• Basic Strength Training: click here

*Although the hyperlink below does discuss tier (and we are discussing concepts), note the color coded cells demonstrating the basic biomechanical demands for each exercise.

In the third “primary goal” I have listed, my aim becomes to take the newly developed force producing capabilities and increase the use of that strength in a reactive fashion. It is in this phase the three muscle action phases are individually trained as this continues to allow adaptation to both the nervous system muscle tissue as well as the biomechanical efficiency of that movement. 

  • Reactive Strength Training: click here
  • Reactive Strength Training: click here
  • Reactive Strength Training: click here
  • Reactive Strength Training: click here
  • Reactive Strength Training: click here

My fourth phase is the final off-season “primary goal”, which consists of the implementation of training that improves my athlete’s power and speed. I believe this is the most critical aspect for the transfer of training onto the competitive field in many sports as they are completed at the highest velocities available.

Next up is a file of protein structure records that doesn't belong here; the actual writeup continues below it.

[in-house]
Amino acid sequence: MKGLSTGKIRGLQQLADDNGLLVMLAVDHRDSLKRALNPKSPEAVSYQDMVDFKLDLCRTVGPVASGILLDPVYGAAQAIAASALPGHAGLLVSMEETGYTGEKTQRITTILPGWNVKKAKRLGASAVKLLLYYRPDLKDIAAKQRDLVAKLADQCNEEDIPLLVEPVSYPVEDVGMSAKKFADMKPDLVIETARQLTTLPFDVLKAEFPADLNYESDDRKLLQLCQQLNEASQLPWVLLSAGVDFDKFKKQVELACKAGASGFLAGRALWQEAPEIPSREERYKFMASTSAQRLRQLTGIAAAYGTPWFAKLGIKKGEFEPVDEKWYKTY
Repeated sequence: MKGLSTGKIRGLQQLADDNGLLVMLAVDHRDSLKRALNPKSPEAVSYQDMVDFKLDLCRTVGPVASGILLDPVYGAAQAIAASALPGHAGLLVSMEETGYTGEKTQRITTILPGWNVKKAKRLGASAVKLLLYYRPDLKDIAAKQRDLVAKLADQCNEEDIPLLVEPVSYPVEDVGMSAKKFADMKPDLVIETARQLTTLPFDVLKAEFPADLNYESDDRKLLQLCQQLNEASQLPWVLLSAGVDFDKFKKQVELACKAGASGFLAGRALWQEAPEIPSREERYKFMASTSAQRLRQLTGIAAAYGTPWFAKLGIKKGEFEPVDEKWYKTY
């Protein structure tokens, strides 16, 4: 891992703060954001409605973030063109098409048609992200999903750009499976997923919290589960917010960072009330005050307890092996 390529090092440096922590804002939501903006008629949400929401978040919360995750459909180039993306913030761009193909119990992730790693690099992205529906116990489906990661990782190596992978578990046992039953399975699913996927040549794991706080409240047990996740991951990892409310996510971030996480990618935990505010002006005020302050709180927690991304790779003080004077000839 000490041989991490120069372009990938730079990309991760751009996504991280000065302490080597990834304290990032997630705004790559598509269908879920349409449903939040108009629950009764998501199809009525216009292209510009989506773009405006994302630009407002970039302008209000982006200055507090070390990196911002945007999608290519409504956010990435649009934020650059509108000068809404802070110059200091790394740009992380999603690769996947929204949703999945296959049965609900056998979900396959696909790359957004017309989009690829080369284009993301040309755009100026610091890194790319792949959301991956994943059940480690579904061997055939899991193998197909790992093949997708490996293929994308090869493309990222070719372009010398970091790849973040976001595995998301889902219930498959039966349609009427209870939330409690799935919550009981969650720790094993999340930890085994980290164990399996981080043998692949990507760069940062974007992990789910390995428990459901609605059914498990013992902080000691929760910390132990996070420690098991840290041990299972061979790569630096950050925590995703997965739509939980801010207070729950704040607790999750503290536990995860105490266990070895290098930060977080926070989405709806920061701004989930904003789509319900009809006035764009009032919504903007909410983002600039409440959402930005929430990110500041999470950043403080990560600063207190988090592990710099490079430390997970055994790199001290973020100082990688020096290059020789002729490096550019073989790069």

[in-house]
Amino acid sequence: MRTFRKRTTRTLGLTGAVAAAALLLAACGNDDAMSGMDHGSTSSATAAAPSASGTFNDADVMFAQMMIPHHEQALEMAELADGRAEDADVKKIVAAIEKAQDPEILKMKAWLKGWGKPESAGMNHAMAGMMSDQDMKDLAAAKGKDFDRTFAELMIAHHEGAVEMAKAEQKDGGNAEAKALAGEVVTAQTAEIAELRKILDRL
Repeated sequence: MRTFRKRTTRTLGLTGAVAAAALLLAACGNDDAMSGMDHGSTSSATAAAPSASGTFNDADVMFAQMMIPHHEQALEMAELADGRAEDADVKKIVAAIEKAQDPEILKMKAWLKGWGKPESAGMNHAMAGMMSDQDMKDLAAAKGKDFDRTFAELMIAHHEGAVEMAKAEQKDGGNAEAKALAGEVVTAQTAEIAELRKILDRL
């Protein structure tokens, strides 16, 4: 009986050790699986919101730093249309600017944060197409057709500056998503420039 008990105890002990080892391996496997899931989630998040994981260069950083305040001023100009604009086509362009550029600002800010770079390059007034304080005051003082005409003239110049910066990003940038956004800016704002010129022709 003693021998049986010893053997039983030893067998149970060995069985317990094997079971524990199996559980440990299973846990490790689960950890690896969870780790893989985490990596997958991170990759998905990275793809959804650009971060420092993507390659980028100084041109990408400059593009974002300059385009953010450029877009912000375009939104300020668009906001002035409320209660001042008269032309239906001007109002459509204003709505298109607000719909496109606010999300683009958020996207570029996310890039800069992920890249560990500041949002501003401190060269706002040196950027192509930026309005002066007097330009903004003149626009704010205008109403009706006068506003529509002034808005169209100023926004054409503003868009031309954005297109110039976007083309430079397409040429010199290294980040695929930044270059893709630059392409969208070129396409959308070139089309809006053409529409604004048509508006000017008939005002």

• Power and Speed Training: click here
  • Power and Speed Training: click here
  • Rate of Force Development Adaptations: click here

Finally, my fifth phase occurs throughout the competitive season. At this time my goal becomes to, at the very least, retain all of the previously trained physical aspects and ensure the safety and well-being of my athletes is maintained.

  • In-Season Training Approach: click here

Overall these “primary goals” should not be new information to many coaches and I understand that the majority of you reading this already have a set up similar to this or one that is set up based on your personal background and philosophies. However, many coaches run into issues when a new exercise or rep/loading scheme is seen for the first time as they attempt to immediately implement it into their training. This is all done prior to asking the critical question, “how does this exercise or rep/load scheme fit into my currently existing primary goals?”

There are so many methods available to complete the five “primary goals” I utilize throughout my annual plan. It is up to me though, as the performance coach, to review each of these potential applications and select the most appropriate version for my athlete population. Whenever I see an exercise, method, etc. I immediately ask myself “how/when can this fit into my annual plan, or does it not fit at all?” An understanding of the underlying physiology and biomechanics will further allow coaches to select appropriate training means to increase the likelihood of achieving their desired results.